Mumbai/Bhubaneswar, August 23 : Maharashtra and Orissa on Saturday invited Tata motors to set up its plant in their State for 'Nano' project that has been in controversy ever since its initiation in Singur (West Bengal), owing to protests over land granted to the motor makers.
Citing the antecedents of the Tatas, Maharashtra Chief Minister Vilasrao Deshmukh said that the motor makers are always welcome to avail the facilities of the State.
"We have asked them (Tata motors) that if you are facing problems over there (in Singur) we are ready to give you red carpet welcome. Moreover, we have right to say this as they are from this place. We have told them earlier as well to come here (to set up their plant)," said Deshmukh.
Meanwhile, Orissa Chief Minister Naveen Patnaik also welcomed Tata to set up their plant in the state.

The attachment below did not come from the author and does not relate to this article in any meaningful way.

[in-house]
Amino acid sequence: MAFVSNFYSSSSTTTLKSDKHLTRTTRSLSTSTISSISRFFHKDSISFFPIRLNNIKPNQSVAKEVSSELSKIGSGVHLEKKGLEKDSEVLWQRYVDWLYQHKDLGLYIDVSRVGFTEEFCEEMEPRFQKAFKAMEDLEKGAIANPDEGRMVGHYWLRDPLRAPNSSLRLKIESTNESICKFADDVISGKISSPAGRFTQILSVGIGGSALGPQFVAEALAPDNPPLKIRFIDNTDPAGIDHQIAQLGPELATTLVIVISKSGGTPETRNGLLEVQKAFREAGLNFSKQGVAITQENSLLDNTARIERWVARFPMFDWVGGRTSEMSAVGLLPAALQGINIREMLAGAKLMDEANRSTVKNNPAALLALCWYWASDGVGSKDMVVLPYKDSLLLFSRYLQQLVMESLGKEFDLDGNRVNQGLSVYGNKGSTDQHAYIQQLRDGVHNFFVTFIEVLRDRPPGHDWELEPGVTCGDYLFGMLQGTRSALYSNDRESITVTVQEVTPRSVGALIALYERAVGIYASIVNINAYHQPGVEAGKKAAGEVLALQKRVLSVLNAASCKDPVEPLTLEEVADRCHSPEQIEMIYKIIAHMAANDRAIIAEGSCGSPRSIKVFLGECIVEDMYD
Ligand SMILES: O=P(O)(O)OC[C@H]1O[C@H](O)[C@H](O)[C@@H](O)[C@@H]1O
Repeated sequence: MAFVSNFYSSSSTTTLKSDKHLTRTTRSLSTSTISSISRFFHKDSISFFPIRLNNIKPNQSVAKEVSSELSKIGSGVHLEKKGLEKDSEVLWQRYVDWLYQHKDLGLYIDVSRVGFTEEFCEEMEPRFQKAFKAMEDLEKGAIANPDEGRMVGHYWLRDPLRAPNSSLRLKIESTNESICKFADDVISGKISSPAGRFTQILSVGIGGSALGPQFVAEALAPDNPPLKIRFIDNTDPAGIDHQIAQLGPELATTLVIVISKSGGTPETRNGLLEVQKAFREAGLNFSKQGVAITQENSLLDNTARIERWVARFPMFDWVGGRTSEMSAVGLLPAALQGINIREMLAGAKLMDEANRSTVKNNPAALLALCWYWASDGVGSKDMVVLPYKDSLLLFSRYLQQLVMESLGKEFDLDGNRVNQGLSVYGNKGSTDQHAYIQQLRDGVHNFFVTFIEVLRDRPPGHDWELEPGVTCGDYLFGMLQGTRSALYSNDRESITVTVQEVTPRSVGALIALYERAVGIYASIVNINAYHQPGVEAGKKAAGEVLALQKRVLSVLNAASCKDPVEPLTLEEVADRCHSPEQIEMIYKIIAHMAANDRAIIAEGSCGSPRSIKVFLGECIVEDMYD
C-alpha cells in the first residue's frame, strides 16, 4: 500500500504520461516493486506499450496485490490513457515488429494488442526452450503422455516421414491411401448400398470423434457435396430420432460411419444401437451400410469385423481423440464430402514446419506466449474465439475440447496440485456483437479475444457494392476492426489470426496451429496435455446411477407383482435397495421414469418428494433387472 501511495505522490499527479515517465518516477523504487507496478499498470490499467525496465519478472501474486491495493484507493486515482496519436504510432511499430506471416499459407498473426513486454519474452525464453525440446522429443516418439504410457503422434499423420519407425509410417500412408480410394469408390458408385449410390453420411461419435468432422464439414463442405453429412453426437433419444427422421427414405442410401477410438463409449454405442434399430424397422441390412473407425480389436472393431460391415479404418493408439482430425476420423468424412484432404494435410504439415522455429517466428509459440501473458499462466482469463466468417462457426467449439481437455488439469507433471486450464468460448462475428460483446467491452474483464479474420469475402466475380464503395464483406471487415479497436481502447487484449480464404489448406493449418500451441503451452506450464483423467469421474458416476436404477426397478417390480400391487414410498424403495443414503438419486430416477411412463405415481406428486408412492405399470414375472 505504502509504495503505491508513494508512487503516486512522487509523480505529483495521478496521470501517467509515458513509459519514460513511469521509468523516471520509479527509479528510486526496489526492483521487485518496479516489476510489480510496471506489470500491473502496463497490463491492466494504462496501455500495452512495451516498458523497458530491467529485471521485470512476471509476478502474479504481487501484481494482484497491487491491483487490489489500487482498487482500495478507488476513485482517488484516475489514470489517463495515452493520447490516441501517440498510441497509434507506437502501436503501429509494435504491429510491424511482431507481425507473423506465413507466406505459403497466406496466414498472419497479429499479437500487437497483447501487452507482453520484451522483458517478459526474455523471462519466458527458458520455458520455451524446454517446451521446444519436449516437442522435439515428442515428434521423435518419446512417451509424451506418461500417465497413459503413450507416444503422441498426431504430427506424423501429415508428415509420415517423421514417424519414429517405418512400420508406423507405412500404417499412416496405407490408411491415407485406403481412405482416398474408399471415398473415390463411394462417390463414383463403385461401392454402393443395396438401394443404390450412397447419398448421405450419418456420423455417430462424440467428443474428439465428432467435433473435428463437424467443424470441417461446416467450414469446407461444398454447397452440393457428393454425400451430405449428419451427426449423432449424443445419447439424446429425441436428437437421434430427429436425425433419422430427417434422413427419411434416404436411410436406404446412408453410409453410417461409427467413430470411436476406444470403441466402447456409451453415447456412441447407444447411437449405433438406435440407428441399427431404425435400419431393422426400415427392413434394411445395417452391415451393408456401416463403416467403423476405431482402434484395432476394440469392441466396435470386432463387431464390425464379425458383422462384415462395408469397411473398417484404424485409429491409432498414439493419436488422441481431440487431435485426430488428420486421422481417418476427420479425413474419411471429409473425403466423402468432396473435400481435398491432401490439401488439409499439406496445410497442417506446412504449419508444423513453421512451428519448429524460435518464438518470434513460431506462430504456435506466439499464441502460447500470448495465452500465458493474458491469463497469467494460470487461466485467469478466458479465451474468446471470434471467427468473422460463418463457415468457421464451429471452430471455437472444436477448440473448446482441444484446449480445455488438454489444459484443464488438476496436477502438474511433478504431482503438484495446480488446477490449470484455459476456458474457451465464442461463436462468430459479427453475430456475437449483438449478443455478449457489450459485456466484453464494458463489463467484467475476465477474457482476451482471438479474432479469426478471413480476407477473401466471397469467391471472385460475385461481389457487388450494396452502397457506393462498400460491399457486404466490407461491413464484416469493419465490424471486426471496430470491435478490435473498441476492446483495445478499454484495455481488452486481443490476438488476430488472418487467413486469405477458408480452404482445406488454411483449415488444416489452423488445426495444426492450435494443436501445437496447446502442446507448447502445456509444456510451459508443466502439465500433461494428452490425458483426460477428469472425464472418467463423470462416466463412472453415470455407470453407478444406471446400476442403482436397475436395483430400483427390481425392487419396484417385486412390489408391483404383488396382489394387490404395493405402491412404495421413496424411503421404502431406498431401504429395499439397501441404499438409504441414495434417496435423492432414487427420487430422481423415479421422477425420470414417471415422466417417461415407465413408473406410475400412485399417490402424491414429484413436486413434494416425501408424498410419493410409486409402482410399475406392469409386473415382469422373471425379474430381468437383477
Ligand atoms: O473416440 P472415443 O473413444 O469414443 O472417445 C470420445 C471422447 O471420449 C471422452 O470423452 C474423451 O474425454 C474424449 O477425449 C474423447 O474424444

"We will see if they approach us. As you have seen, our state government always welcomes industry, which will bring revenues to our state and jobs for our young people. We always welcome industry and good investment in our state," said Patnaik.
Tata Motors Limited said on Friday that the company is prepared to move a plant to make Nano, the world's cheapest car, from its eastern Indian site if violent protests continued, despite having invested 350 million dollar in the project.
Tata Motors has faced protests and political opposition over the acquisition of farmland for the plant in West Bengal, which have led to cost overruns and threaten to delay the car's launch.
The unveiling in January of Rs. 100,000 snub-nosed Nano was hailed by the state's ruling Communists, but protests have since gathered steam.
Trouble began after the government took over 1,000 acres of farmland for the factory. The government offered compensation, but some farmers with smaller land holdings have refused compensation, demanding that land be given back to them.
Protesters have occasionally tried to stop work at the factory and fought with workers. An engineer had to be taken to hospital after his car was stoned last month.